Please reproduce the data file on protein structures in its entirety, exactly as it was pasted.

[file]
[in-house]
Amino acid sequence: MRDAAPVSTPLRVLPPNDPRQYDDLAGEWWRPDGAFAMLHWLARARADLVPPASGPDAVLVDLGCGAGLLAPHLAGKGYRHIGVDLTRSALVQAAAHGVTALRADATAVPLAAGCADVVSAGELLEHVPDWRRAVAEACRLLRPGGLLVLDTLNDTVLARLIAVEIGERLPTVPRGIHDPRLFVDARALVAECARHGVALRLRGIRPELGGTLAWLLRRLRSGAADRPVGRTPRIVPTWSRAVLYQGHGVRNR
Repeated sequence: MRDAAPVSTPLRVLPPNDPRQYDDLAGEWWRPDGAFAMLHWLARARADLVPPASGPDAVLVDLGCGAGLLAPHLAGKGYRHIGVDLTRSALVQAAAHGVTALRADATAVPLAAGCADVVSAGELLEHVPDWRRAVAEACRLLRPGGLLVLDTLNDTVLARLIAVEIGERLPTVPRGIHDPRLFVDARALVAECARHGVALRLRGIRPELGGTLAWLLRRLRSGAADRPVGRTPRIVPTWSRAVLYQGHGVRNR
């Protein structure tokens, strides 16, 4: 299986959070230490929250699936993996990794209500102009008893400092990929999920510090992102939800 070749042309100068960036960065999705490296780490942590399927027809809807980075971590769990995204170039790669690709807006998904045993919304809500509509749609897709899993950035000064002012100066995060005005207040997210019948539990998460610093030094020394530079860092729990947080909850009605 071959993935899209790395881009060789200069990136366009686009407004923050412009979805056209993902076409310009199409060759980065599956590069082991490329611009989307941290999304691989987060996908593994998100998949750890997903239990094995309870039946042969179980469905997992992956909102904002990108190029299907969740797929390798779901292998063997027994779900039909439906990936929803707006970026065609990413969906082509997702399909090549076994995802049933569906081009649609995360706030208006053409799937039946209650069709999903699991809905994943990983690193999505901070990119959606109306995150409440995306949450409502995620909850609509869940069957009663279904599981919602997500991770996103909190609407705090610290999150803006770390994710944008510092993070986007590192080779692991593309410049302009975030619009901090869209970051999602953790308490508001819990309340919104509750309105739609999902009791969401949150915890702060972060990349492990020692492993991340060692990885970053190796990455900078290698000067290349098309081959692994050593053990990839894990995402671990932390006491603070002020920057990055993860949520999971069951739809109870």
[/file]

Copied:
[in-house]
Amino acid sequence: MRDAAPVSTPLRVLPPNDPRQYDDLAGEWWRPDGAFAMLHWLARARADLVPPASGPDAVLVDLGCGAGLLAPHLAGKGYRHIGVDLTRSALVQAAAHGVTALRADATAVPLAAGCADVVSAGELLEHVPDWRRAVAEACRLLRPGGLLVLDTLNDTVLARLIAVEIGERLPTVPRGIHDPRLFVDARALVAECARHGVALRLRGIRPELGGTLAWLLRRLRSGAADRPVGRTPRIVPTWSRAVLYQGHGVRNR
Repeated sequence: MRDAAPVSTPLRVLPPNDPRQYDDLAGEWWRPDGAFAMLHWLARARADLVPPASGPDAVLVDLGCGAGLLAPHLAGKGYRHIGVDLTRSALVQAAAHGVTALRADATAVPLAAGCADVVSAGELLEHVPDWRRAVAEACRLLRPGGLLVLDTLNDTVLARLIAVEIGERLPTVPRGIHDPRLFVDARALVAECARHGVALRLRGIRPELGGTLAWLLRRLRSGAADRPVGRTPRIVPTWSRAVLYQGHGVRNR
């Protein structure tokens, strides 16, 4: 299986959070230490929250699936993996990794209500102009008893400092990929999920510090992102939800 070749042309100068960036960065999705490296780490942590399927027809809807980075971590769990995204170039790669690709807006998904045993919304809500509509749609897709899993950035000064002012100066995060005005207040997210019948539990998460610093030094020394530079860092729990947080909850009605 071959993935899209790395881009060789200069990136366009686009407004923050412009979805056209993902076409310009199409060759980065599956590069082991490329611009989307941290999304691989987060996908593994998100998949750890997903239990094995309870039946042969179980469905997992992956909102904002990108190029299907969740797929390798779901292998063997027994779900039909439906990936929803707006970026065609990413969906082509997702399909090549076994995802049933569906081009649609995360706030208006053409799937039946209650069709999903699991809905994943990983690193999505901070990119959606109306995150409440995306949450409502995620909850609509869940069957009663279904599981919602997500991770996103909190609407705090610290999150803006770390994710944008510092993070986007590192080779692991593309410049302009975030619009901090869209970051999602953790308490508001819990309340919104509750309105739609999902009791969401949150915890702060972060990349492990020692492993991340060692990885970053190796990455900078290698000067290349098309081959692994050593053990990839894990995402671990932390006491603070002020920057990055993860949520999971069951739809109870």